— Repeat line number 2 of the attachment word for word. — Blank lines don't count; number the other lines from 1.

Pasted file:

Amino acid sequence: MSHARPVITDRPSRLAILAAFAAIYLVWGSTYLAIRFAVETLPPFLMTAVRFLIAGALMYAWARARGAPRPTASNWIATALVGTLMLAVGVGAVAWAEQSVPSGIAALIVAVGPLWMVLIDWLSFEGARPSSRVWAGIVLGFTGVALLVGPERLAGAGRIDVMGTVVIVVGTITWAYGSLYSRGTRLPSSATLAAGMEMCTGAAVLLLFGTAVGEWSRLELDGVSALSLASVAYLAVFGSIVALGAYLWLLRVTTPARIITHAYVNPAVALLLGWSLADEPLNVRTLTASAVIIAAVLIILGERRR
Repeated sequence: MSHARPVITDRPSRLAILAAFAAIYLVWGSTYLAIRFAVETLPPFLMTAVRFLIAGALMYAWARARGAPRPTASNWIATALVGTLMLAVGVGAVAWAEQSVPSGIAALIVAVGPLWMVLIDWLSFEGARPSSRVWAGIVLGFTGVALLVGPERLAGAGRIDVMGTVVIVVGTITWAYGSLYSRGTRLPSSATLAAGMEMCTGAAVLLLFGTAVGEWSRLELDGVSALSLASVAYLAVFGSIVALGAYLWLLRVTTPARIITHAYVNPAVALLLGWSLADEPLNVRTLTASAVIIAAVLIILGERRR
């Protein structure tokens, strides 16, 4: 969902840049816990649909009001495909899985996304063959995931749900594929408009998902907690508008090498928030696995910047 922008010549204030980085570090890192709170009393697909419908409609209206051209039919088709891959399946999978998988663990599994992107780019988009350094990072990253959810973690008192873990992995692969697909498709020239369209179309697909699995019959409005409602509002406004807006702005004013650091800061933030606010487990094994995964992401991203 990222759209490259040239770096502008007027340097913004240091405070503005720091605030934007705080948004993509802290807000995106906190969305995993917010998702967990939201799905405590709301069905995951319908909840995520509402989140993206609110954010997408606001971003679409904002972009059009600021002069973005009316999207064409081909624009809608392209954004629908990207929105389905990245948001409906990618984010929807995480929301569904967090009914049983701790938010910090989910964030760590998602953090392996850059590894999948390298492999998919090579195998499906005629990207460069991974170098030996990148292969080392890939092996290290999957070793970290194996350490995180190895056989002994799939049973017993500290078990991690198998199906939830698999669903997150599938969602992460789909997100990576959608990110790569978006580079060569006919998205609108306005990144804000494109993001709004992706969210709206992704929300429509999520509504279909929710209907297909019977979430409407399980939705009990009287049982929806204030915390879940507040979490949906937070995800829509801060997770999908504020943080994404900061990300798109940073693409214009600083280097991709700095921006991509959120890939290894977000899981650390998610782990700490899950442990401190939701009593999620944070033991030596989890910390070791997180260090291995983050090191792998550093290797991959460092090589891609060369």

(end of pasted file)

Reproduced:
Repeated sequence: MSHARPVITDRPSRLAILAAFAAIYLVWGSTYLAIRFAVETLPPFLMTAVRFLIAGALMYAWARARGAPRPTASNWIATALVGTLMLAVGVGAVAWAEQSVPSGIAALIVAVGPLWMVLIDWLSFEGARPSSRVWAGIVLGFTGVALLVGPERLAGAGRIDVMGTVVIVVGTITWAYGSLYSRGTRLPSSATLAAGMEMCTGAAVLLLFGTAVGEWSRLELDGVSALSLASVAYLAVFGSIVALGAYLWLLRVTTPARIITHAYVNPAVALLLGWSLADEPLNVRTLTASAVIIAAVLIILGERRR